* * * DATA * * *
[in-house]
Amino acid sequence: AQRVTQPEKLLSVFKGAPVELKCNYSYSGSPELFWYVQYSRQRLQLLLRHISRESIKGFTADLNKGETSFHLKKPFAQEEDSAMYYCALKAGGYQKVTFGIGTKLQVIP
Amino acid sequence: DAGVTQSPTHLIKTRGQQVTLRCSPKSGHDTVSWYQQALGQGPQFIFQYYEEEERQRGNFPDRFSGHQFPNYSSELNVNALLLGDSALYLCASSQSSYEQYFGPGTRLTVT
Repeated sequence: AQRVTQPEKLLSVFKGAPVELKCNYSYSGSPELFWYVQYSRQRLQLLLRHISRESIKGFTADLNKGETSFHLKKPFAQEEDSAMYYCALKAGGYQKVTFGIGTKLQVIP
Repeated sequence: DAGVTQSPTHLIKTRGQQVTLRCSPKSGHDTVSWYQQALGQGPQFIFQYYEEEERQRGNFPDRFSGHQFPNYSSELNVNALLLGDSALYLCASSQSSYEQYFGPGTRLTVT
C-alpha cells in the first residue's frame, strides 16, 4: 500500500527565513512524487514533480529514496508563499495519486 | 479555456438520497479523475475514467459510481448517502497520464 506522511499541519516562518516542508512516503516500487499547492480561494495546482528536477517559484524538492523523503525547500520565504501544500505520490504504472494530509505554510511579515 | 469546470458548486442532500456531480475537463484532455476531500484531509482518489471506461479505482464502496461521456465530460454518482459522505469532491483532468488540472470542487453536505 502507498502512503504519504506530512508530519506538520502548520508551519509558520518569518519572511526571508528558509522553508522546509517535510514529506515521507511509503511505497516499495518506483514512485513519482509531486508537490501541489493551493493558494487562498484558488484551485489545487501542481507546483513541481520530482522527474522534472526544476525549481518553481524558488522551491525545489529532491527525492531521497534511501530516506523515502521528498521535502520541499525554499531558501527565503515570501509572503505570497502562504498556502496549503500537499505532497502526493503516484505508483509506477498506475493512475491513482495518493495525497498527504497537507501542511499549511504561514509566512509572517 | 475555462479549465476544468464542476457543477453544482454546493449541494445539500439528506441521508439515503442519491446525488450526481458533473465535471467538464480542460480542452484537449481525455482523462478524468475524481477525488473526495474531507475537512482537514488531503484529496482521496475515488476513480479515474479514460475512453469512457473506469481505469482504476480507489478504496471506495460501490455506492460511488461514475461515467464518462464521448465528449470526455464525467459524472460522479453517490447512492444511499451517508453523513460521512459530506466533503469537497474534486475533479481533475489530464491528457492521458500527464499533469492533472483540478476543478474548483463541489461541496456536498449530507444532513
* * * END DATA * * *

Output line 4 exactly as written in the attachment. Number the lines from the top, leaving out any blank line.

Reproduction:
Repeated sequence: AQRVTQPEKLLSVFKGAPVELKCNYSYSGSPELFWYVQYSRQRLQLLLRHISRESIKGFTADLNKGETSFHLKKPFAQEEDSAMYYCALKAGGYQKVTFGIGTKLQVIP